"The possibility of loss or injury" - That's the dictionary definition of the noun "risk."
However, while individual investors and finance professionals may agree on that basic definition of the word risk, they often think about asset riskiness very differently, and these differences can have real consequences for portfolios.
Here are three ways in which individual investors and finance professionals differ in their risk thinking, as well as a look at how individual investors can potentially mitigate the negative impact these differences can have on portfolios:
They measure risk differently. To measure risk, the finance industry focuses on an asset's return volatility and correlation with other assets. Huh? Let me break down those somewhat complicated terms. Return volatility simply means how dispersed an asset's returns are about that asset's average return over a certain period of time, including to the upside and to the downside. An asset whose returns are more stable is considered less risky, while an asset whose returns are more volatile is considered more risky.
For portfolios, professionals additionally focus on how correlated an asset's returns are with the returns of other assets in a portfolio. The lower the correlation, the less a given asset moves with the other assets in the portfolio, and the more it can potentially help reduce the portfolio's overall volatility or riskiness through diversification, and vice versa.
Individual investors, however, tend to be loss averse - experiencing the pain from losses roughly twice as strongly as the pleasure from equal size gains. As such, it's not surprising that they generally measure risk as the dollar loss on a given position, focusing their estimates around a reference point, usually the price at which a security was bought. In other words, risk for them tends to only encompass downside risk, and it's measured in dollar, rather than percentage terms.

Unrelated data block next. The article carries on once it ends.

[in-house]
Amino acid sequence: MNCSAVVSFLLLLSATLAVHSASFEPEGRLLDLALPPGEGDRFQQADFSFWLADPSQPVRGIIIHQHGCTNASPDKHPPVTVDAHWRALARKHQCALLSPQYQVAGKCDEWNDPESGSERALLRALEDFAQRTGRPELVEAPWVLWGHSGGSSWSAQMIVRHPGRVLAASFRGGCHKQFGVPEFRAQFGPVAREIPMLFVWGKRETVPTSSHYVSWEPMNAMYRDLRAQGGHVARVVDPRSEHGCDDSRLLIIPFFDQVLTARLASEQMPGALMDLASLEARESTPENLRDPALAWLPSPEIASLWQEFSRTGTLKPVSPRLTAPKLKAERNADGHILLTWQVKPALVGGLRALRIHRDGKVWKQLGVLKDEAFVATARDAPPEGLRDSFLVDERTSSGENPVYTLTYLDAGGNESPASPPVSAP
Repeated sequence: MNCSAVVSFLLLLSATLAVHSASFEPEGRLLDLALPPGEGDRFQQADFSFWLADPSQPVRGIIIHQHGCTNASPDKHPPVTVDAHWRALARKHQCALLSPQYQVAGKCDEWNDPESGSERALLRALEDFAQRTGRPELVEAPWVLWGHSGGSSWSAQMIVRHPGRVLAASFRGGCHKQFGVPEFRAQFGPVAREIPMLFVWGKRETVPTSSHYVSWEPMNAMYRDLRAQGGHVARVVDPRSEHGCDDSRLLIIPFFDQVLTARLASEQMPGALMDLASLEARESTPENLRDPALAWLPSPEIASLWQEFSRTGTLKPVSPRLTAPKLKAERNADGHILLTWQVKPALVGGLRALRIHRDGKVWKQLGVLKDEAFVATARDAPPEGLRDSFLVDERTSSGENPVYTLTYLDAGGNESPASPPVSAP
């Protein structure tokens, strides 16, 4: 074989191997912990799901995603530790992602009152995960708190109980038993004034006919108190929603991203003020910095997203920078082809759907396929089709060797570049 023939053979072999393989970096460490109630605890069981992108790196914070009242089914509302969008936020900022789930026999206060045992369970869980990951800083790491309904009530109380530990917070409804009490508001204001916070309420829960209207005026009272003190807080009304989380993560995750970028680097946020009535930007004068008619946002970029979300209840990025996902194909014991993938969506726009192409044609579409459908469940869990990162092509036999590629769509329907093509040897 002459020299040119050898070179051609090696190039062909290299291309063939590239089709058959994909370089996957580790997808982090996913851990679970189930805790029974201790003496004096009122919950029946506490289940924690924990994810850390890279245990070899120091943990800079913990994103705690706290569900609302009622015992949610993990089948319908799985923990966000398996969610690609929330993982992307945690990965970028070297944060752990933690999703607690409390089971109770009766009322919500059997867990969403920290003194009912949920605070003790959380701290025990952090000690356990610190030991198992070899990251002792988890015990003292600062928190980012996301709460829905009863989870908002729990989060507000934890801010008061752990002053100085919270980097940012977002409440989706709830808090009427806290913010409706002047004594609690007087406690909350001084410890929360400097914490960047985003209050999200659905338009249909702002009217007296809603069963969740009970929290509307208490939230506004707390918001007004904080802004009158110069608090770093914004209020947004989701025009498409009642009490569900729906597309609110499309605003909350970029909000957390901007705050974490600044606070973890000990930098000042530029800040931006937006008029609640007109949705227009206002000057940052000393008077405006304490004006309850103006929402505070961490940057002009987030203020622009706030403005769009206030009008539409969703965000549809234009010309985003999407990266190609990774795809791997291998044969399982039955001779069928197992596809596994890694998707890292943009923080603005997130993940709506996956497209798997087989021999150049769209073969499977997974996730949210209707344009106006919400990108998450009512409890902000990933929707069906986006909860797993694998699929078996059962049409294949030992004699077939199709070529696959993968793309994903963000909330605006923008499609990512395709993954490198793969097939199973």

In addition, when assessing risks, people tend to focus on individual security returns over a relatively short time period rather than on how a given asset relates to the portfolio overall. This kind of thinking underestimates the riskiness of assets that tend to move along with other portfolio assets, and overestimates the riskiness of assets that provide diversification benefits, leading to misinformed portfolio risk budgeting.
Their attitudes toward risk are determined differently. Modern finance theory usually starts with the assumption that investors' risk preferences are relatively stable. In reality, however, researchers have found that individuals' attitudes toward risk vary considerably with environmental and demographic considerations. For instance, researchers have found that the source of funds being invested matters to risk preferences, with people more likely to invest money from a lottery into risky assets than money from an inheritance. The source of risk is also important; inflation, for example, doesn't usually feel inherently risky to individual investors, as it doesn't change the nominal sum invested.
There are also demographic differences. Women tend to be more risk averse than men, although they get less so after marriage; for men, the opposite is true. Finally, how an investment opportunity is framed matters, with people often risk averse when it comes to achieving gains but willing to gamble to avoid losses. Yet, basing risk assessments and investment decisions on personal considerations, such as the source of funds, may result in portfolios inappropriate for the investor in question.
They form expectations about risks differently. Finance professionals usually assume that an asset's riskiness is known in advance, or can be estimated using past volatilities and correlations.
In contrast, individuals' risk expectations are sensitive to past personal experiences. For example, an individual who has experienced low stock market returns throughout his life tends to be more pessimistic about future returns and is less likely to invest in equities, viewing them as more risky than they perhaps are.
Similarly, a better macroeconomic backdrop can lead people to expect both higher returns and lower volatility. Finally, a past loss on a given stock can deter people from purchasing it again in the future. Rather than estimate future returns and volatilities, an investor may focus on the negative emotions of disappointment and regret that the purchase is likely to prompt in him, and he may distance himself from these emotions by avoiding that security.
Okay, now that we got these differences out of the way, here's how individual investors can potentially mitigate their negative impact on portfolios:
Work backwards from longer-term investment goals. Portfolio risk levels should reflect not just risk tolerance but also targeted outcomes. For instance, the higher the desired wealth or the lower the starting point, the more risk an investor ultimately needs to take on to meet his goals, taking into account that investor's time horizon of course.
So, rather than first focus on one's current feelings about risk, investors should instead focus on how to achieve longer-term goals using diversified portfolio allocations.